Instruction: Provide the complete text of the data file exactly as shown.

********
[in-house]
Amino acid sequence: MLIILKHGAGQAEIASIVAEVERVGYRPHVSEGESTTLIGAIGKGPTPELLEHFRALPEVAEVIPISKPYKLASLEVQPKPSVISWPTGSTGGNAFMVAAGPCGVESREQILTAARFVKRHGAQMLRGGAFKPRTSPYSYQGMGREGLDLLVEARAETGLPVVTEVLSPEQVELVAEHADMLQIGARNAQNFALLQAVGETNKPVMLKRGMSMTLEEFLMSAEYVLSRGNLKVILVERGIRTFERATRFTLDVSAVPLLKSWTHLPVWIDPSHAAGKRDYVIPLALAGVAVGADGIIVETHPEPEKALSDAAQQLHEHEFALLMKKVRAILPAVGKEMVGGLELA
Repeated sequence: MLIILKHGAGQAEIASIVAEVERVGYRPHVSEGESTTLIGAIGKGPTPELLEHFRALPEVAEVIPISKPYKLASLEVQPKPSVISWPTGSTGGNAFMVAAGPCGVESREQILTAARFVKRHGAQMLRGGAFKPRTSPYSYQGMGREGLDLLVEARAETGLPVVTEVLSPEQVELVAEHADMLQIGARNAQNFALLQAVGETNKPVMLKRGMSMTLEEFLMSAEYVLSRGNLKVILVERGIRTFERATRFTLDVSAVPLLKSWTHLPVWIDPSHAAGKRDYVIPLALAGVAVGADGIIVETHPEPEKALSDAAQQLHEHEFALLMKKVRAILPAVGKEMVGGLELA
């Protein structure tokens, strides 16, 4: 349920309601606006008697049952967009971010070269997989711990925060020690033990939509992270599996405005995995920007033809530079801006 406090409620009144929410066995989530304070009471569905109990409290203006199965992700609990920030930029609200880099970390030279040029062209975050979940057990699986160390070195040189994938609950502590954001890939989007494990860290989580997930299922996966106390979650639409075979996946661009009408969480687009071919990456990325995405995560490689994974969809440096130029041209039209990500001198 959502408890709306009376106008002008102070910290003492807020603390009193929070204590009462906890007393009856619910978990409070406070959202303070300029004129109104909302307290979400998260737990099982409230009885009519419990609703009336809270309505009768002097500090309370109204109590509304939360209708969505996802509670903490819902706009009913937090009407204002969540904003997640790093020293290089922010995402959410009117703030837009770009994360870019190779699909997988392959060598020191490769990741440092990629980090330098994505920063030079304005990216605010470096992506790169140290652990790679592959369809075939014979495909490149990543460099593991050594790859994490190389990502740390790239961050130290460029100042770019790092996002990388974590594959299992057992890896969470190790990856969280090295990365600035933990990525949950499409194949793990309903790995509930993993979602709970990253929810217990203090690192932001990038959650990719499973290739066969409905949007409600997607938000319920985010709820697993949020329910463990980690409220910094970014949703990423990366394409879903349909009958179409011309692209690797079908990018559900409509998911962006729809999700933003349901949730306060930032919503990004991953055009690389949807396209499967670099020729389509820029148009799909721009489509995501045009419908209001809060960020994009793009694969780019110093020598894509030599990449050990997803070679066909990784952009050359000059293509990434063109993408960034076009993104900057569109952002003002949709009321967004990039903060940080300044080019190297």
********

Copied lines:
[in-house]
Amino acid sequence: MLIILKHGAGQAEIASIVAEVERVGYRPHVSEGESTTLIGAIGKGPTPELLEHFRALPEVAEVIPISKPYKLASLEVQPKPSVISWPTGSTGGNAFMVAAGPCGVESREQILTAARFVKRHGAQMLRGGAFKPRTSPYSYQGMGREGLDLLVEARAETGLPVVTEVLSPEQVELVAEHADMLQIGARNAQNFALLQAVGETNKPVMLKRGMSMTLEEFLMSAEYVLSRGNLKVILVERGIRTFERATRFTLDVSAVPLLKSWTHLPVWIDPSHAAGKRDYVIPLALAGVAVGADGIIVETHPEPEKALSDAAQQLHEHEFALLMKKVRAILPAVGKEMVGGLELA
Repeated sequence: MLIILKHGAGQAEIASIVAEVERVGYRPHVSEGESTTLIGAIGKGPTPELLEHFRALPEVAEVIPISKPYKLASLEVQPKPSVISWPTGSTGGNAFMVAAGPCGVESREQILTAARFVKRHGAQMLRGGAFKPRTSPYSYQGMGREGLDLLVEARAETGLPVVTEVLSPEQVELVAEHADMLQIGARNAQNFALLQAVGETNKPVMLKRGMSMTLEEFLMSAEYVLSRGNLKVILVERGIRTFERATRFTLDVSAVPLLKSWTHLPVWIDPSHAAGKRDYVIPLALAGVAVGADGIIVETHPEPEKALSDAAQQLHEHEFALLMKKVRAILPAVGKEMVGGLELA
């Protein structure tokens, strides 16, 4: 349920309601606006008697049952967009971010070269997989711990925060020690033990939509992270599996405005995995920007033809530079801006 406090409620009144929410066995989530304070009471569905109990409290203006199965992700609990920030930029609200880099970390030279040029062209975050979940057990699986160390070195040189994938609950502590954001890939989007494990860290989580997930299922996966106390979650639409075979996946661009009408969480687009071919990456990325995405995560490689994974969809440096130029041209039209990500001198 959502408890709306009376106008002008102070910290003492807020603390009193929070204590009462906890007393009856619910978990409070406070959202303070300029004129109104909302307290979400998260737990099982409230009885009519419990609703009336809270309505009768002097500090309370109204109590509304939360209708969505996802509670903490819902706009009913937090009407204002969540904003997640790093020293290089922010995402959410009117703030837009770009994360870019190779699909997988392959060598020191490769990741440092990629980090330098994505920063030079304005990216605010470096992506790169140290652990790679592959369809075939014979495909490149990543460099593991050594790859994490190389990502740390790239961050130290460029100042770019790092996002990388974590594959299992057992890896969470190790990856969280090295990365600035933990990525949950499409194949793990309903790995509930993993979602709970990253929810217990203090690192932001990038959650990719499973290739066969409905949007409600997607938000319920985010709820697993949020329910463990980690409220910094970014949703990423990366394409879903349909009958179409011309692209690797079908990018559900409509998911962006729809999700933003349901949730306060930032919503990004991953055009690389949807396209499967670099020729389509820029148009799909721009489509995501045009419908209001809060960020994009793009694969780019110093020598894509030599990449050990997803070679066909990784952009050359000059293509990434063109993408960034076009993104900057569109952002003002949709009321967004990039903060940080300044080019190297």